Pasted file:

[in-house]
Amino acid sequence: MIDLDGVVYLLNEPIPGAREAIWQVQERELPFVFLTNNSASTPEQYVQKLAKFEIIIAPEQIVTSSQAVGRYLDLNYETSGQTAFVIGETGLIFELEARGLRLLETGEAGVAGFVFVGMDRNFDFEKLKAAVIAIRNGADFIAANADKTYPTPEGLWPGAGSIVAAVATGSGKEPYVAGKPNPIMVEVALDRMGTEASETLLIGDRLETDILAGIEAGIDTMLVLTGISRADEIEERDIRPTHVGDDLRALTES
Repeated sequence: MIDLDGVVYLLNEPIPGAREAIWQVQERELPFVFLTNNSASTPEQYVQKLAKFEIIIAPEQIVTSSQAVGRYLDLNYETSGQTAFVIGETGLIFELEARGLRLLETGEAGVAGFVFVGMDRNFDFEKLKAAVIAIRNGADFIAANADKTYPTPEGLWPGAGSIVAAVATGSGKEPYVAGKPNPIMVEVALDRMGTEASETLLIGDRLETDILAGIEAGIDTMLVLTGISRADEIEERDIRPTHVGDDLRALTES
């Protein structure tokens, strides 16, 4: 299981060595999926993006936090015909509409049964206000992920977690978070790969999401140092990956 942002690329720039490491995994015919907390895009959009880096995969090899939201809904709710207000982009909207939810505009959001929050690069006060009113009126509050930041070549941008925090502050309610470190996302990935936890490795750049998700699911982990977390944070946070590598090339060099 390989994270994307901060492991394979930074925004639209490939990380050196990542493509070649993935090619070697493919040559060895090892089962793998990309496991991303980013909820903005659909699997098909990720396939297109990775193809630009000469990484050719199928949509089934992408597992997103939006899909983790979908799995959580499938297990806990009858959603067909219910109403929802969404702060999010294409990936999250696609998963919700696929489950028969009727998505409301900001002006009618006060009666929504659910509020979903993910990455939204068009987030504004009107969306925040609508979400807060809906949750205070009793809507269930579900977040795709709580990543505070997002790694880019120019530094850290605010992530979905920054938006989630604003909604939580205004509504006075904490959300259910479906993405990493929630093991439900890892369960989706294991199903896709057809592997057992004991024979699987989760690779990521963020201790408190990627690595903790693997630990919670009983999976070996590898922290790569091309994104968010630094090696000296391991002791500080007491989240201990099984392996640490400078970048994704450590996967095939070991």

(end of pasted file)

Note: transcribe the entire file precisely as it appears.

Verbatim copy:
[in-house]
Amino acid sequence: MIDLDGVVYLLNEPIPGAREAIWQVQERELPFVFLTNNSASTPEQYVQKLAKFEIIIAPEQIVTSSQAVGRYLDLNYETSGQTAFVIGETGLIFELEARGLRLLETGEAGVAGFVFVGMDRNFDFEKLKAAVIAIRNGADFIAANADKTYPTPEGLWPGAGSIVAAVATGSGKEPYVAGKPNPIMVEVALDRMGTEASETLLIGDRLETDILAGIEAGIDTMLVLTGISRADEIEERDIRPTHVGDDLRALTES
Repeated sequence: MIDLDGVVYLLNEPIPGAREAIWQVQERELPFVFLTNNSASTPEQYVQKLAKFEIIIAPEQIVTSSQAVGRYLDLNYETSGQTAFVIGETGLIFELEARGLRLLETGEAGVAGFVFVGMDRNFDFEKLKAAVIAIRNGADFIAANADKTYPTPEGLWPGAGSIVAAVATGSGKEPYVAGKPNPIMVEVALDRMGTEASETLLIGDRLETDILAGIEAGIDTMLVLTGISRADEIEERDIRPTHVGDDLRALTES
């Protein structure tokens, strides 16, 4: 299981060595999926993006936090015909509409049964206000992920977690978070790969999401140092990956 942002690329720039490491995994015919907390895009959009880096995969090899939201809904709710207000982009909207939810505009959001929050690069006060009113009126509050930041070549941008925090502050309610470190996302990935936890490795750049998700699911982990977390944070946070590598090339060099 390989994270994307901060492991394979930074925004639209490939990380050196990542493509070649993935090619070697493919040559060895090892089962793998990309496991991303980013909820903005659909699997098909990720396939297109990775193809630009000469990484050719199928949509089934992408597992997103939006899909983790979908799995959580499938297990806990009858959603067909219910109403929802969404702060999010294409990936999250696609998963919700696929489950028969009727998505409301900001002006009618006060009666929504659910509020979903993910990455939204068009987030504004009107969306925040609508979400807060809906949750205070009793809507269930579900977040795709709580990543505070997002790694880019120019530094850290605010992530979905920054938006989630604003909604939580205004509504006075904490959300259910479906993405990493929630093991439900890892369960989706294991199903896709057809592997057992004991024979699987989760690779990521963020201790408190990627690595903790693997630990919670009983999976070996590898922290790569091309994104968010630094090696000296391991002791500080007491989240201990099984392996640490400078970048994704450590996967095939070991």